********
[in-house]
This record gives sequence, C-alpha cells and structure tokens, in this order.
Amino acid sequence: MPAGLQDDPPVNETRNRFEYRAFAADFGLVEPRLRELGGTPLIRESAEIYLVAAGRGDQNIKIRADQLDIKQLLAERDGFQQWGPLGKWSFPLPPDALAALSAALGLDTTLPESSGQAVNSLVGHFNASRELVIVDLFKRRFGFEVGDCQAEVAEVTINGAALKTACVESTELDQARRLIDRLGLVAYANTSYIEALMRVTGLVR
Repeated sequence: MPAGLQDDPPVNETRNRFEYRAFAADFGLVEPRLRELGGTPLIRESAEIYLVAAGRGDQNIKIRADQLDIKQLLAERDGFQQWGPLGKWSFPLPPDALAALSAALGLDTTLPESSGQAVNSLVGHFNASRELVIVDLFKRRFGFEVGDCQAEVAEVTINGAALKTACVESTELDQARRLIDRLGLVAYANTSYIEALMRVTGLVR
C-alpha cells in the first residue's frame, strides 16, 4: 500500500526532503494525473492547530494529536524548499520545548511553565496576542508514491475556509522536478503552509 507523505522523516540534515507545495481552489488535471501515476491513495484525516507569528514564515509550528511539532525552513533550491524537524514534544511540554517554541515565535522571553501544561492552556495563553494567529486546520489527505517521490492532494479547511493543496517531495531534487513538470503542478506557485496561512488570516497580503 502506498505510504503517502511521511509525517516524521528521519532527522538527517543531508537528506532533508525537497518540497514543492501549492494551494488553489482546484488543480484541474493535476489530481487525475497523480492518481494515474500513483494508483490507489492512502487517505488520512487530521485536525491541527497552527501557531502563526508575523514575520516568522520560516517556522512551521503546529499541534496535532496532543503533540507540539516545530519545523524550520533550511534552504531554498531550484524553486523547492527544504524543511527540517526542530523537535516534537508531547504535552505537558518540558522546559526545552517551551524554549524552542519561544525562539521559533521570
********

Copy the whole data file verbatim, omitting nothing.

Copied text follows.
[in-house]
This record gives sequence, C-alpha cells and structure tokens, in this order.
Amino acid sequence: MPAGLQDDPPVNETRNRFEYRAFAADFGLVEPRLRELGGTPLIRESAEIYLVAAGRGDQNIKIRADQLDIKQLLAERDGFQQWGPLGKWSFPLPPDALAALSAALGLDTTLPESSGQAVNSLVGHFNASRELVIVDLFKRRFGFEVGDCQAEVAEVTINGAALKTACVESTELDQARRLIDRLGLVAYANTSYIEALMRVTGLVR
Repeated sequence: MPAGLQDDPPVNETRNRFEYRAFAADFGLVEPRLRELGGTPLIRESAEIYLVAAGRGDQNIKIRADQLDIKQLLAERDGFQQWGPLGKWSFPLPPDALAALSAALGLDTTLPESSGQAVNSLVGHFNASRELVIVDLFKRRFGFEVGDCQAEVAEVTINGAALKTACVESTELDQARRLIDRLGLVAYANTSYIEALMRVTGLVR
C-alpha cells in the first residue's frame, strides 16, 4: 500500500526532503494525473492547530494529536524548499520545548511553565496576542508514491475556509522536478503552509 507523505522523516540534515507545495481552489488535471501515476491513495484525516507569528514564515509550528511539532525552513533550491524537524514534544511540554517554541515565535522571553501544561492552556495563553494567529486546520489527505517521490492532494479547511493543496517531495531534487513538470503542478506557485496561512488570516497580503 502506498505510504503517502511521511509525517516524521528521519532527522538527517543531508537528506532533508525537497518540497514543492501549492494551494488553489482546484488543480484541474493535476489530481487525475497523480492518481494515474500513483494508483490507489492512502487517505488520512487530521485536525491541527497552527501557531502563526508575523514575520516568522520560516517556522512551521503546529499541534496535532496532543503533540507540539516545530519545523524550520533550511534552504531554498531550484524553486523547492527544504524543511527540517526542530523537535516534537508531547504535552505537558518540558522546559526545552517551551524554549524552542519561544525562539521559533521570